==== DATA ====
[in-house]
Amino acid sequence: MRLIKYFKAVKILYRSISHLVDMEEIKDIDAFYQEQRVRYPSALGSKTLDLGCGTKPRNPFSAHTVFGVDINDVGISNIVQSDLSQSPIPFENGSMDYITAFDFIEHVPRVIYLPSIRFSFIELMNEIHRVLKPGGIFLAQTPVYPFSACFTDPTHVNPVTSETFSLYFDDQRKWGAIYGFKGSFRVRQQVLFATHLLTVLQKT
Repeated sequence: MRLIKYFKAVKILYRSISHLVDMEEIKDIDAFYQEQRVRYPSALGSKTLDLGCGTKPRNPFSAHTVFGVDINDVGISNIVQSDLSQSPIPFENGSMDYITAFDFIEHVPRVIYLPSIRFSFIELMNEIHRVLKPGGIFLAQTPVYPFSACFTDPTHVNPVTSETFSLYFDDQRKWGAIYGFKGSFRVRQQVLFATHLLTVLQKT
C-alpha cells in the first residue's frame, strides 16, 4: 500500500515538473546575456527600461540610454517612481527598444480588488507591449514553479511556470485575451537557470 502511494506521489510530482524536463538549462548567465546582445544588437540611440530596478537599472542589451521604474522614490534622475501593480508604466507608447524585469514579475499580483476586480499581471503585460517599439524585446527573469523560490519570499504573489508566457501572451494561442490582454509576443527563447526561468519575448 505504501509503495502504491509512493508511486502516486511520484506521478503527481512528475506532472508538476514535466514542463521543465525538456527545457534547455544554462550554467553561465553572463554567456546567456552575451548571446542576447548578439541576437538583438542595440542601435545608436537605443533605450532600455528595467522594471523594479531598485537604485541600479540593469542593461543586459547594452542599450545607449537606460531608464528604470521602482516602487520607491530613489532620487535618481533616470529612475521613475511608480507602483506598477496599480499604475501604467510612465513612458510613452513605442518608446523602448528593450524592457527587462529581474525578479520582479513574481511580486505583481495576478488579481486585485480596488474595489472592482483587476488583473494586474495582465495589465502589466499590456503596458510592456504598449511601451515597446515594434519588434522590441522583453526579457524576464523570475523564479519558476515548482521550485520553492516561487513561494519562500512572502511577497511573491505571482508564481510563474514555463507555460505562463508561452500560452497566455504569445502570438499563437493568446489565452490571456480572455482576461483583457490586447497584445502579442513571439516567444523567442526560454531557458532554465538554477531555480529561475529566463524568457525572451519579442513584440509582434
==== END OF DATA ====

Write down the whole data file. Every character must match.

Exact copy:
[in-house]
Amino acid sequence: MRLIKYFKAVKILYRSISHLVDMEEIKDIDAFYQEQRVRYPSALGSKTLDLGCGTKPRNPFSAHTVFGVDINDVGISNIVQSDLSQSPIPFENGSMDYITAFDFIEHVPRVIYLPSIRFSFIELMNEIHRVLKPGGIFLAQTPVYPFSACFTDPTHVNPVTSETFSLYFDDQRKWGAIYGFKGSFRVRQQVLFATHLLTVLQKT
Repeated sequence: MRLIKYFKAVKILYRSISHLVDMEEIKDIDAFYQEQRVRYPSALGSKTLDLGCGTKPRNPFSAHTVFGVDINDVGISNIVQSDLSQSPIPFENGSMDYITAFDFIEHVPRVIYLPSIRFSFIELMNEIHRVLKPGGIFLAQTPVYPFSACFTDPTHVNPVTSETFSLYFDDQRKWGAIYGFKGSFRVRQQVLFATHLLTVLQKT
C-alpha cells in the first residue's frame, strides 16, 4: 500500500515538473546575456527600461540610454517612481527598444480588488507591449514553479511556470485575451537557470 502511494506521489510530482524536463538549462548567465546582445544588437540611440530596478537599472542589451521604474522614490534622475501593480508604466507608447524585469514579475499580483476586480499581471503585460517599439524585446527573469523560490519570499504573489508566457501572451494561442490582454509576443527563447526561468519575448 505504501509503495502504491509512493508511486502516486511520484506521478503527481512528475506532472508538476514535466514542463521543465525538456527545457534547455544554462550554467553561465553572463554567456546567456552575451548571446542576447548578439541576437538583438542595440542601435545608436537605443533605450532600455528595467522594471523594479531598485537604485541600479540593469542593461543586459547594452542599450545607449537606460531608464528604470521602482516602487520607491530613489532620487535618481533616470529612475521613475511608480507602483506598477496599480499604475501604467510612465513612458510613452513605442518608446523602448528593450524592457527587462529581474525578479520582479513574481511580486505583481495576478488579481486585485480596488474595489472592482483587476488583473494586474495582465495589465502589466499590456503596458510592456504598449511601451515597446515594434519588434522590441522583453526579457524576464523570475523564479519558476515548482521550485520553492516561487513561494519562500512572502511577497511573491505571482508564481510563474514555463507555460505562463508561452500560452497566455504569445502570438499563437493568446489565452490571456480572455482576461483583457490586447497584445502579442513571439516567444523567442526560454531557458532554465538554477531555480529561475529566463524568457525572451519579442513584440509582434